DIICTODON (The "dassie" of the ancient Karoo ~ Diictodon (meaning 2 pointed teeth) was the most common small herbivore on the ancient Karoo floodplains. Looking like a hairless tortoise-beaked dassie, these strange animals were very well adapted to life underground. They lived in communal groups of 10 or more in a “township” of underground burrows. They rarely wandered far from their burrows during daylight for fear of being stalked by the much more fleet-footed gorgonopsians. At night they would have been able to forage safely in the riverbank undergrowth, using spade like claws on the front feet to dig for roots and rhizomes, then slicing off chunks with their horny beak. As Diictodon infants grew up, their skulls not only got larger but also changed shape depending on their gender. Roughly half of the Diictodon skulls between 5 and 12 cm long have canine tusks and the rest are tuskless. Scientists believe that the tusks were most likely used by male Diictodon for fighting and as a visible display of prowess when competing for mates within the community.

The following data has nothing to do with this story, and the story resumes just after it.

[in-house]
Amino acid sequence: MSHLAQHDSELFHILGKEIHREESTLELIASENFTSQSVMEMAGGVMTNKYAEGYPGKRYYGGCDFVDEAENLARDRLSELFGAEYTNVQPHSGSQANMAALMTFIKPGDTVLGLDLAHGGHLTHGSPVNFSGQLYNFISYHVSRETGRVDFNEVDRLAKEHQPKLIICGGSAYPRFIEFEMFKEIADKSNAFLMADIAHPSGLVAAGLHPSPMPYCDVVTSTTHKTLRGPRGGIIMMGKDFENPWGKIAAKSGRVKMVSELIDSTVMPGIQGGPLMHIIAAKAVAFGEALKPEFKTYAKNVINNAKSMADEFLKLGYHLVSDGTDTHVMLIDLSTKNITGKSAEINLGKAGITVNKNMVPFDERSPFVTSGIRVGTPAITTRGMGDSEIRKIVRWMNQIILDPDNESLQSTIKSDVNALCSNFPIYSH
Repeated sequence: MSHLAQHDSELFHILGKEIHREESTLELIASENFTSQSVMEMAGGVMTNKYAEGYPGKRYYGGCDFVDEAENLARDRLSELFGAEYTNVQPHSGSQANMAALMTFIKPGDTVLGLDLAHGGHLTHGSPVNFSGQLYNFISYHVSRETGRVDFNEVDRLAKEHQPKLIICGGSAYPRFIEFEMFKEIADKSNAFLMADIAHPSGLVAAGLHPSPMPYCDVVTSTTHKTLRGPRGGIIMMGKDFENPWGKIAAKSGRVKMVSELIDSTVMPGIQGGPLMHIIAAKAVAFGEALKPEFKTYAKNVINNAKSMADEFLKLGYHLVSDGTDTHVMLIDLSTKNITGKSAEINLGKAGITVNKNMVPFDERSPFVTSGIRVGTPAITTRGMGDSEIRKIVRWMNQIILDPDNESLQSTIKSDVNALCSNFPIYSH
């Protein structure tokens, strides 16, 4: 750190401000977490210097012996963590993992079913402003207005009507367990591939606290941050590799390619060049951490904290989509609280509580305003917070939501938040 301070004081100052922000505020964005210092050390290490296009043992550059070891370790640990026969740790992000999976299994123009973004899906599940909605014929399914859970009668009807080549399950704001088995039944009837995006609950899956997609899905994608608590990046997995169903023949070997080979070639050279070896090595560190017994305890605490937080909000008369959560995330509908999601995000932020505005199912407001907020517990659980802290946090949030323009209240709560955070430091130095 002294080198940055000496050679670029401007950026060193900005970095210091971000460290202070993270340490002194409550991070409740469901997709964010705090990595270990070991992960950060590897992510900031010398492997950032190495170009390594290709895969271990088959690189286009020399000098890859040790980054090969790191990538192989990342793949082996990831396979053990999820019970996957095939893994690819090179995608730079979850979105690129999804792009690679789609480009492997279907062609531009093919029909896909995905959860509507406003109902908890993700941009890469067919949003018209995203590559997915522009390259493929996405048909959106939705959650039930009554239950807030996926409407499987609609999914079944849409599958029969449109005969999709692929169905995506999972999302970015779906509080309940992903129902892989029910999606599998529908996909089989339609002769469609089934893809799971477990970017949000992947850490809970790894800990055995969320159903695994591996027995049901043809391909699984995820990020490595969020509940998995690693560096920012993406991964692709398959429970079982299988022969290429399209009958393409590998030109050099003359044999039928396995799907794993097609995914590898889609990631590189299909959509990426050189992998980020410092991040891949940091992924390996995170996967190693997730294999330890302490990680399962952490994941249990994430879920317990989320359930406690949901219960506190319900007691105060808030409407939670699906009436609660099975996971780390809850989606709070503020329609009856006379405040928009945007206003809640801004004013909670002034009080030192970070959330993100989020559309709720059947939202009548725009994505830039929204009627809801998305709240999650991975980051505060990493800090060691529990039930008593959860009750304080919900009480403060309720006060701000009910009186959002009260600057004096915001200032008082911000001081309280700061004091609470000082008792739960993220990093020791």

LUMBERING OLD "stuck in the mud" ~ Fossilised skeleton of Bradysaurus (meaning “robust reptile”), a lumbering hipposhaped herbivore that roamed the ancient Karoo plains 260 million years ago. It is a pareiasaur (meaning “reptile with cheek armour”) which were a group of rather bulky land animals that colonized all the lowlands of Pangea from 265-253 Mya. They can be easily recognized by the two flared-out extensions of the skull roof which resemble the helmets worn by ancient Greek gladiators. Small but distinctively multi-cusped teeth and round bony plates (osteoderms) embedded in the skin are other distinguishing features. The animal looks ungainly because of its barrel-shaped body and short elbows-out legs. However, the elongated vertically-positioned shoulder blade and pelvis confirm that the legs are in the right place and the large belly was held off the ground. Many of the Bradysaurus skeletons we find are preserved in a standing-up position (like this one), with their legs going down into the rock. The blunt leaf-shaped teeth suggest that Bradysaurus generally preferred to graze on the soft, lush vegetation around ponds and lakes. This could explain why they commonly got stuck in soft mud and died standing up. A Bradysaurus fossil laid out in concrete can be seen in the veld approximately 7 km from the guest house.